Full Version: Oldest Archaeological Site Discovered in North America
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A new study by archaeologists digging in San Diego county suggests evidence for human habitation in North America as old as 130,000 years.

Preview letter in Nature:

CBC news:


If this finding is confirmed, the forthcoming study will be the most important discovery in all of North American archaeology. Nature is the most prestigious scientific journal in the world.

What would this mean for A-P? It would have ramifications affecting the aboriginal status of Native Americans, theories of Paleo-Indians, Clovis and Pre-Clovis theory, and most importantly, theories around Mega-faunal extinction.

There are presently two main theories about the extinction of Pleistocene megafauna. One, that humans hunted megafauna into extinction, and the other, that climate change caused the extinctions of megafauna. There is also a combination theory, but most scientists tend to like simpler, 'ultimate' causal explanations. (note: another hypothesis put forward by Ross MacPhee was the hyper-disease theory i.e. some unknown pathogen that spread worldwide. But currently almost no scientist agrees with this).

The human hunting theory was first elaborated by Paul S. Martin in the 1960s. It had a fair amount of evidence behind it and quickly garnered relatively widespread popularity. However, some archaeologists found holes in it, and with new and improved paleo-climate models available now, there is mounting evidence for climate being the culprit. Part of the human hunting theory, usually called 'Overkill', rests on the premise that humans entering new territory and continents would find animals unfamiliar with them, and therefore be unafraid. This would make those animals easier to hunt and kill. For North America, Paul S. Martin suggested a time frame of about 1,000 years for humans to sweep across the continent and kill off most of the megafauna. Martin nicknamed this scenario 'Blitzkreig' (after the Nazi Germany invasion method). Martin figured this occurred over approx. 1,000 years, which would not be enough evolutionary time for animals to adapt to the new human presence, given North America's vast size. This also fit with evidence from Africa, where the least number of megafauna went extinct, and where humans had been co-existing with animals the longest. The megafauna in Africa had long been used to humans and learned to be afraid and keep their distance.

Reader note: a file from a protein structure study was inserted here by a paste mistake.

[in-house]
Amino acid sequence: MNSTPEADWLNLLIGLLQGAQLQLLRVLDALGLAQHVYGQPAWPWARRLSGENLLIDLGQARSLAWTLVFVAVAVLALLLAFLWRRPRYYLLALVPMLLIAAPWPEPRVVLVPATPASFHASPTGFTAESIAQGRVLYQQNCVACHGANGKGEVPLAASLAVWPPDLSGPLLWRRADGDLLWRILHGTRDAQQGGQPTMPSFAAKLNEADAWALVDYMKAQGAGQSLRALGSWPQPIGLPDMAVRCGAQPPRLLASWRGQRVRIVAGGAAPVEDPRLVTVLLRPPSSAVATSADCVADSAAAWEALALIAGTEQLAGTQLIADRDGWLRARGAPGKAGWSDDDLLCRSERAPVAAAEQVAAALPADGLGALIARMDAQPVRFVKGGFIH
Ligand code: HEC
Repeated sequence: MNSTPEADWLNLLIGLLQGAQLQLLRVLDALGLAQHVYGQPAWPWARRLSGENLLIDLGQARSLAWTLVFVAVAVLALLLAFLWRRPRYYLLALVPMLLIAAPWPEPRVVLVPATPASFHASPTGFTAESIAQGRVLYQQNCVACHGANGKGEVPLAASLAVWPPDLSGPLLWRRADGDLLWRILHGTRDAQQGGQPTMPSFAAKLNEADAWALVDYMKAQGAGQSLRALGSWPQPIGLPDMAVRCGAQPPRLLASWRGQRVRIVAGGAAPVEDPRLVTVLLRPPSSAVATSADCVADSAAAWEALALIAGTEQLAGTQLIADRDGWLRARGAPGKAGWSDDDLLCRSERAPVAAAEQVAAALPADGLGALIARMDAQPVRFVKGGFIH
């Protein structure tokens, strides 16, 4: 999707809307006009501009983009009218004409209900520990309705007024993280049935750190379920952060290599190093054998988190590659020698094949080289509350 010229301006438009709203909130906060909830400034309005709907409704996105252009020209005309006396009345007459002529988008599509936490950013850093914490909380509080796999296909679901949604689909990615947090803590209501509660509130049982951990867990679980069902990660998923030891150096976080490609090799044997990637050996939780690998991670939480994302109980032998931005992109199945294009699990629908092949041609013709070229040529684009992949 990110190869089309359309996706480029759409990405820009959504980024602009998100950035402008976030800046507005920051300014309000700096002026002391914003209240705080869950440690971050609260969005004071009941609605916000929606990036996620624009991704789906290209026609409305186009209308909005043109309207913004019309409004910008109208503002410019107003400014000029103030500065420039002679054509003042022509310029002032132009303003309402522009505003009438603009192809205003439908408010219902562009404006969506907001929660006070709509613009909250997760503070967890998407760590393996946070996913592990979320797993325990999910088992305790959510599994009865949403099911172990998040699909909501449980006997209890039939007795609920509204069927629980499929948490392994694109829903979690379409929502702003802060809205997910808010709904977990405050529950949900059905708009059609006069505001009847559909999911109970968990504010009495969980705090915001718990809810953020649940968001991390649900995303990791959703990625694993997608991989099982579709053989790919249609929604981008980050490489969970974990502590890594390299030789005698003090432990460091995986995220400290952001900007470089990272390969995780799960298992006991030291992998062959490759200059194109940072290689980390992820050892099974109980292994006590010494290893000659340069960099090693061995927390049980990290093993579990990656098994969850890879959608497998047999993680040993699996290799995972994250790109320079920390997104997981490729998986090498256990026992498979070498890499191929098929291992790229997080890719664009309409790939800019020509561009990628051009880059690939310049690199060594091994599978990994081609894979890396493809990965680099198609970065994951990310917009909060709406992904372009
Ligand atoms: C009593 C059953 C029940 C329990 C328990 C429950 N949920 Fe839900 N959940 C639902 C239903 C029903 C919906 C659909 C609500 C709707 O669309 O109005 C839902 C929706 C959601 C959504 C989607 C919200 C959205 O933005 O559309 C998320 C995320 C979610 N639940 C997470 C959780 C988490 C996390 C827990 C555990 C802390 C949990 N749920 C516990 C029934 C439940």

If this new study in Nature is confirmed, it will refute the Blitzkreig hyptheisis, since 130,000 years will be more than enough time for Mastadons, Mammoths, etc to get used to humans. It won't necessarily refute the overall human hunting theory completely (humans might still have possibly somehow killed off the North American megafauna very slowly) but it makes the human hunting theory more implausible. Paleo-humans would therefore not be "just like" the rapacious anti-environmental polluters of today, the  excuse that humans 'have always been this way'.

It would also rewrite the North American history books, along with the Bering Strait crossing theory. Not only North America , but Africa. It could also rewrite human origins textbooks.

"If confirmed, this would extend tenfold the time that human beings are known to have been present in the Americas and predate the time that modern humans are thought to have first left Africa. The identity of the hominin species—if any—remains unknown."  -- from the Nature editorial.
Saw this earlier, it was very interesting.
Made me think of that Vine Deloria bit about Bering Strait being needed by Western History to fit its extractivist expansion into a prevailing Christian eschatological story. (Not sure about that myself, but this news update reminded me of it...)
Wow! If this is true, this truly does change everything for prehistory. 130,000 yrs?? That's such a huge jump from the previous estimates. I hope they're right but somehow I fear the isotope dating will prove to be wrong somehow :(

On a side note it would be great to drive a nail into the over-hunting hypothesis